Indian Cops Under Investigation for Tipping off Gangster Ahead of Raid That Killed Eight Colleagues

This article originally appeared on VICE IN.

All the personnel of a police station in the North Indian state of Uttar Pradesh are under investigation after they allegedly tipped off a gangster about a raid in which eight of their colleagues were killed.

Vikas Dubey, 53, with at least 60 criminal charges against him, is on the run. A manhunt – with 25 police teams looking for him in more than 100 locations across Uttar Pradesh, the central Indian state of Madhya Pradesh and the India-Nepal border – is on to nab him.

Dubey has allegedly had a cordial relationship with Indian Prime Minister Narendra Modi’s party in the past: a video of him making such a claim is now viral on social media.

Dubey’s gang of more than 100 henchmen had a shootout in the Bikru village near Kanpur city with the police – who were trying to arrest him at his house – on July 3, Friday. Police officers said that the gangster received a tip-off about this raid and was ready for the police team, with shooters firing from the roof.

This encounter left eight police personnel – including an officer of the rank of Deputy Superintendent of Police – dead, while Dubey and his men managed to escape without any casualties.

An additional police team, which was sent in to rescue the cops getting fired at, claimed they managed to shoot two of the gang members during a combing operation.

Dubey’s associate Daya Shankar Agnihotri was arrested on July 4. He revealed how Dubey was in cahoots with local police officers, and was probably tipped off by one of them.

An employee of the area’s power supply station also admitted that they cut off the electricity supply during the raid after receiving a call from someone who claimed to be from the Chaubepur police station.

An analysis of the gangster’s call records further provided proof of his regular contact with at least 24 policemen – including an officer, and some cops from Chaubepur and Shivrajpur police stations in Kanpur.

Vinay Tiwari, the in-charge of the Chaubepur police station has since been suspended for his connections with the gangster. Tiwari had also gone missing from the scene of the encounter when Dubey’s gang began firing at police officials.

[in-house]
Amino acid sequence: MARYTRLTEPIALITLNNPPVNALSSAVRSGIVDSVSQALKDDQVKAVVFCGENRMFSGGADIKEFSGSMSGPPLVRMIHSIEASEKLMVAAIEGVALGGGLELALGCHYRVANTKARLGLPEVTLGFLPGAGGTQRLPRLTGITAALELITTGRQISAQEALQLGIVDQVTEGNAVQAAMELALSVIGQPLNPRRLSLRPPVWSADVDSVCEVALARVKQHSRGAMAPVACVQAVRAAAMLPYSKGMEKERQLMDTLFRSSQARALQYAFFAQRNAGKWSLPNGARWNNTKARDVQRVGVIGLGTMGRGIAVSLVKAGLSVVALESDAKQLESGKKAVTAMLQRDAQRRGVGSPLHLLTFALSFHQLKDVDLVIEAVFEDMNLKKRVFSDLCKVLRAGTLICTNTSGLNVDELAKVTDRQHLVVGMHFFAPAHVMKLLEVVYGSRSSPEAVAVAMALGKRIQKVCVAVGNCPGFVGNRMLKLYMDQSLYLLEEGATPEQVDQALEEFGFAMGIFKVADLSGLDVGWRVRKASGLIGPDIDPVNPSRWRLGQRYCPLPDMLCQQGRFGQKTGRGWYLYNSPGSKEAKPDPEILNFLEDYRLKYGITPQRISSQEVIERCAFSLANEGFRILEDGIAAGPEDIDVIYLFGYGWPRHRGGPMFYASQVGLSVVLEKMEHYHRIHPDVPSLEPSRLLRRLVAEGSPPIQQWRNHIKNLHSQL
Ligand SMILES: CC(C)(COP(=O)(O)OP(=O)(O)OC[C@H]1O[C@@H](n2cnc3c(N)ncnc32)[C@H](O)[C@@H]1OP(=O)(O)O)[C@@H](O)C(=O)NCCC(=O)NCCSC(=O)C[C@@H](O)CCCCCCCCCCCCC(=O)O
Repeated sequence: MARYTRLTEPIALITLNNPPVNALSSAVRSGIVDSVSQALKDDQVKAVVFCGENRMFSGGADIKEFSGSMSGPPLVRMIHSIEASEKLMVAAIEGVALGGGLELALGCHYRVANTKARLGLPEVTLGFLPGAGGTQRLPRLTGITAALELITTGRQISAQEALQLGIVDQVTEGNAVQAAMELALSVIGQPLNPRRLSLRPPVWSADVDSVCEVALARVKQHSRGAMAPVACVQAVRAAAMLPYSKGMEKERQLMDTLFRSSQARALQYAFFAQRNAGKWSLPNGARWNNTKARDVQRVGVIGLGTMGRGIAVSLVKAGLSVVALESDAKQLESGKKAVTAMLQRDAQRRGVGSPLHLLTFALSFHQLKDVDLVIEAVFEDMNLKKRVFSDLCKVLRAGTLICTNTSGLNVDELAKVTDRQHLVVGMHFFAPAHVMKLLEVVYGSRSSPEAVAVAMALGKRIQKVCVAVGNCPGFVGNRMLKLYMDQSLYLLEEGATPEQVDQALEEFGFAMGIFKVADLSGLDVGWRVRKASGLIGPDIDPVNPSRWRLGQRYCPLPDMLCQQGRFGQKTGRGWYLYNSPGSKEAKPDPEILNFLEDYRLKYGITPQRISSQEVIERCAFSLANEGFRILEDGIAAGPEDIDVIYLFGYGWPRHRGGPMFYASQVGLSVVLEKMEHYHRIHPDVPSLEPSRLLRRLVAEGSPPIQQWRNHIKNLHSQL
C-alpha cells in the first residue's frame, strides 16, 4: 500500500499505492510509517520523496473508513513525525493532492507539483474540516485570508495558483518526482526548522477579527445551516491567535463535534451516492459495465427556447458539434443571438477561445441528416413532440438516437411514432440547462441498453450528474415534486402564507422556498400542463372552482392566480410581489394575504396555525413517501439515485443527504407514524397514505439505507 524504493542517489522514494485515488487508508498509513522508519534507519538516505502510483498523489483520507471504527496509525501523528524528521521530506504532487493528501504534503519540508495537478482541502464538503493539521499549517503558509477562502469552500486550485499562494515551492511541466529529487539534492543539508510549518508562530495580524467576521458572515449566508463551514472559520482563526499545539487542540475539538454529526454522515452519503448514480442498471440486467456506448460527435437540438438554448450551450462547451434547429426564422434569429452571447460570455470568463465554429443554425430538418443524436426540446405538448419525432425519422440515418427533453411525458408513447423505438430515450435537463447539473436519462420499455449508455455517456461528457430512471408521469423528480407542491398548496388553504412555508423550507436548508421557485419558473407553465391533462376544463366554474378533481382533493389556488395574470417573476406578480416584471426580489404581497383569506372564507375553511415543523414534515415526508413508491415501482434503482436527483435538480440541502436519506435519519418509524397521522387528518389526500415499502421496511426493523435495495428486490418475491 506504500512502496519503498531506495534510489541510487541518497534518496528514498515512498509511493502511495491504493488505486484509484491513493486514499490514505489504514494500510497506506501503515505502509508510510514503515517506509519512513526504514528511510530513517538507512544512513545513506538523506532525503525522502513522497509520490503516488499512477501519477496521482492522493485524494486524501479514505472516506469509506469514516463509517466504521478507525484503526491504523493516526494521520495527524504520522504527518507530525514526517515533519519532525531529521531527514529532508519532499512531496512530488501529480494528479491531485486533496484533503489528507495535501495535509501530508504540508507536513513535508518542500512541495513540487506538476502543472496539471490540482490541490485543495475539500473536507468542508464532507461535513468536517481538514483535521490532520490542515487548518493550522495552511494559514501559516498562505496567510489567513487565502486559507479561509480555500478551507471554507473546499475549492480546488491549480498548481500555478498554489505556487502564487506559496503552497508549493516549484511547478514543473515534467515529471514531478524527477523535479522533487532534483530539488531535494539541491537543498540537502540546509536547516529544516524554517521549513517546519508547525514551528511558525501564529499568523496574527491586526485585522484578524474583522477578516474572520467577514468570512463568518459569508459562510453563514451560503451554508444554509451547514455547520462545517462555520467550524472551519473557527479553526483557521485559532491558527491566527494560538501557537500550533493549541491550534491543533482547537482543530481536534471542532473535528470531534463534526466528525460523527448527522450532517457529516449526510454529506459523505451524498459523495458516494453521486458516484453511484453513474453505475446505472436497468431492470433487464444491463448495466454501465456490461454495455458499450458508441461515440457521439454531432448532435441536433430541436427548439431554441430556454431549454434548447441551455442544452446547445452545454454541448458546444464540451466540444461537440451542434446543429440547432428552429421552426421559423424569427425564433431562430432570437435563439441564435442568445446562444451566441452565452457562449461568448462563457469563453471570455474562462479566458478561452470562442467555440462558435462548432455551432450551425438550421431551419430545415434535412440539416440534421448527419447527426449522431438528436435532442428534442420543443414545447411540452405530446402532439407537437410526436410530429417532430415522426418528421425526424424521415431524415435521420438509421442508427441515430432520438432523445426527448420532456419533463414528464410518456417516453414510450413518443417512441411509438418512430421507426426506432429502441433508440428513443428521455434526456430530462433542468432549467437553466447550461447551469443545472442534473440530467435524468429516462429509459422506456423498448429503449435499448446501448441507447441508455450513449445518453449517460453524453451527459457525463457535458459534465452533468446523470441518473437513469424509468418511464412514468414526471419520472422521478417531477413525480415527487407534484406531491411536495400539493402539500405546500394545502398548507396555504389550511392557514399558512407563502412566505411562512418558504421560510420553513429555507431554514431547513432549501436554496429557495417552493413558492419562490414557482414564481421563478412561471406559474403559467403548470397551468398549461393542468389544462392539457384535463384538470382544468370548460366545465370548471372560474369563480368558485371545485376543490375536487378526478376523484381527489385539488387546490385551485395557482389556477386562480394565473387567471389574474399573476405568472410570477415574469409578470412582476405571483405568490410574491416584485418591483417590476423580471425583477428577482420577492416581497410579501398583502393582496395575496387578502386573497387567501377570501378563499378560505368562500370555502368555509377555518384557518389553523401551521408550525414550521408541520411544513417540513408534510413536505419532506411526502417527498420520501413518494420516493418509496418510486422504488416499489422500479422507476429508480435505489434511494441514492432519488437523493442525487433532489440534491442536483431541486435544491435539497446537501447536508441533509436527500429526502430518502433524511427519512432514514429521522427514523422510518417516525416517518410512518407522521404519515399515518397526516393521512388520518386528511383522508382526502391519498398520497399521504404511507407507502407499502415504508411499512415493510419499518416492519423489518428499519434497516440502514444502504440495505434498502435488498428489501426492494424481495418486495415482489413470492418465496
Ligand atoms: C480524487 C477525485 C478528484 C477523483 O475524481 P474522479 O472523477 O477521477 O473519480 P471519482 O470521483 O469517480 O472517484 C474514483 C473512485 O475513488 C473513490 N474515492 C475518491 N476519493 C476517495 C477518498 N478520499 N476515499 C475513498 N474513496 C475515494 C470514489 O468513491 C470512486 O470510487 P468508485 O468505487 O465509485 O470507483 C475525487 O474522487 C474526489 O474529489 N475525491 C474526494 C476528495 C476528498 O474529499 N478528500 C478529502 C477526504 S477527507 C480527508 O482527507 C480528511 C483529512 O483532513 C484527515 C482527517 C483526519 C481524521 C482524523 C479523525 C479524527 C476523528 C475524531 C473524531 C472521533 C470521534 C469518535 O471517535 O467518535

Following the encounter, the police demolished Dubey’s house on July 4 and found a cache of arms and ammunition stashed inside a secret bunker.

Dubey has been accused of 60 crimes including murder, kidnapping, extortion, and looting.

For the last three years, Uttar Pradesh’s chief minister Yogi Adityanath has empowered policemen to use violence in what has been called an anti-crime campaign. It has however, been criticised for bypassing the justice system and for disproportionately targeting individuals belonging to certain communities. Around 103 accused have been killed across 5,000 “encounters.”

The list of suspected criminals did not include Dubey’s name, even as it targeted many lesser-known gangsters.

Among the various political parties Dubey has often been associated with has been the Bharatiya Janata Party (BJP), to which Yogi Adityanath belongs. The BJP is also the party of Prime Minister Narendra Modi.

However, in a sign of how fickle the politician-criminal nexus in Uttar Pradesh is, Dubey has also been an accused in the murder of a BJP leader: he allegedly killed Santosh Kumar Shukla, along with two cops, in 2001. He was acquitted after policemen who were witnesses to the crime refused to support the prosecution’s case during trial.

In his three-decade long criminal career, Dubey has been arrested multiple times, but managed to get out on bail each time. An upper-caste man who found himself caught amidst rising caste-based disputes in 1990’s Uttar Pradesh, Dubey’s first visit to the police station was after a scrap with a lower-caste man, who he beat up for allegedly insulting his father.

In 1992, he was arrested for murdering two Dalit men, members of castes that were previously considered untouchables. These incidents projected him as a symbol of upper-caste pride.

Dubey often switched loyalties depending on which party was in power. Apart from PM Modi’s BJP, he has allegedly been associated with the Bahujan Samaj Party (BSP) and Samajwadi Party (SP). The BSP has often been described as India’s largest party for Dalits, the very group Dubey has often been accused of targeting.

His wife Richa Dubey was even elected as deputy head of the district’s rural local body in 2015.

Uttar Pradesh accounts for 9.5 percent of cognizable crimes in India, according to a 2017 report by the National Bureau of Criminal Records. It also tops the list of crimes against women, with 3,59,849 registered cases of rape and exploitation of women.

Some of the country’s most notorious gangsters have origin stories in Uttar Pradesh. This includes Munna Bajrangi, a contract killer and politician responsible for murdering more than 40 people, Mukhtar Ansari, a gang leader who established himself as a politician and Man Singh, one of India’s most notorious dacoits.

Recently popular Indian true crime shows like Mirzapur and Paatal Lok, have drawn inspiration from the gritty real-life incidents that took place in Uttar Pradesh.

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